With high levels of federal infrastructure investment buoying projects around the U.S., American Society of Civil Engineers President Maria Lehman said it’s a “very exciting time to be a civil engineer.”
The Infrastructure Investment and Jobs Act offers much-needed funding to help address the country’s vast repair backlog and to make structures more resilient to extreme weather, but the work is just beginning, according to Lehman.
“We now have the challenge to deliver: on time and on schedule while innovating to do things better, faster and cheaper, while providing sustainable and resilient infrastructure,” Lehman told Construction Dive. “We need to rethink everything we are doing to deliver.”
Lehman has been busy this year being “cheerleader-in-chief and disruptor-in-chief” for this vision, not only as ASCE’s president but as vice chair of President Joe Biden’s National Infrastructure Advisory Council and New York legislative chair for the American Council of Engineering Companies. A licensed professional civil engineer who has worked in both private and public sectors, she’s eager to champion the industry’s work and to push it forward. She is currently GHD Inc.’s infrastructure market leader for the U.S.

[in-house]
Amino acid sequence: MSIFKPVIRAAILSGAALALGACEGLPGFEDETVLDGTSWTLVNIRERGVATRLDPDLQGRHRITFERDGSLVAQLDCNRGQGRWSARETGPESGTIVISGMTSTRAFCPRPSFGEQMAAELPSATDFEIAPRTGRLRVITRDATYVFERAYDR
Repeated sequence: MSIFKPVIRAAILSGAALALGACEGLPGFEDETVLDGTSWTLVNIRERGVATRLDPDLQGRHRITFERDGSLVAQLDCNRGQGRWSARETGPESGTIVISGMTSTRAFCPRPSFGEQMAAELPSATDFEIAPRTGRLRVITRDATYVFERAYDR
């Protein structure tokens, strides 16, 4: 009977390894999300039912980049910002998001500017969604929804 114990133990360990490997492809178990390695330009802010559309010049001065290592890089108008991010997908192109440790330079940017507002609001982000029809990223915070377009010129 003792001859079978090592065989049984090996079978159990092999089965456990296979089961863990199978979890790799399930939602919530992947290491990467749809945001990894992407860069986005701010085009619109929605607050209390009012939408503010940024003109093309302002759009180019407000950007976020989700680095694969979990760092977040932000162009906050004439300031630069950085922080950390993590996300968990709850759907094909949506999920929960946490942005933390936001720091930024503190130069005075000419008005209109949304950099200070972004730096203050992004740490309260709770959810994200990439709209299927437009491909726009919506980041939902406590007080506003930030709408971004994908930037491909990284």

During her career, Lehman has contributed to a slew of high-profile infrastructure projects, including as risk manager and ultimately project executive for New York City’s $4 billion Mario Cuomo bridge. She has also worked in operations and maintenance in the public sector, first as commissioner of public works for Erie County, New York, and then as chief operating officer for the New York State Thruway Authority. She faced her largest challenges in these roles, twice having to deal with 7-foot snowstorms, and both times was able to return to business as normal in a day or two.
“Emergencies challenge everything you have learned as an engineering manager, as people’s lives demand that you make sound decisions,” Lehman said.
Here, Lehman talks with Construction Dive about the need for more and varied infrastructure investment, overlooked infrastructure problems, the importance of data collection and how delivery methods are changing on big projects.
Editor’s note: This interview has been edited for clarity and brevity.
CONSTRUCTION DIVE: What trends have you noticed in the past decade or so as ASCE has compiled its infrastructure report card grades?
MARIA LEHMAN: The greatest trend we saw consistently throughout the last few editions of the Report Card was insufficient support from the federal government for all 17 categories we assess. As our needs grew, federal funding failed to grow with them. For example, the federal government’s share of capital spending in the water sector fell from 63% in 1977 to 9% in 2017.
When we released the 2021 Infrastructure Report Card, which gave the U.S. a cumulative grade of “C-”, we estimated that all U.S. infrastructure systems faced a collective $2.6 trillion funding gap over the next 10 years.
The $550 billion in new spending from the IIJA will certainly help matters, but it’s not the federal government’s sole responsibility to close that gap — we also need buy-in from states, localities and the private sector. We still have a ways to go to cover our current and future needs.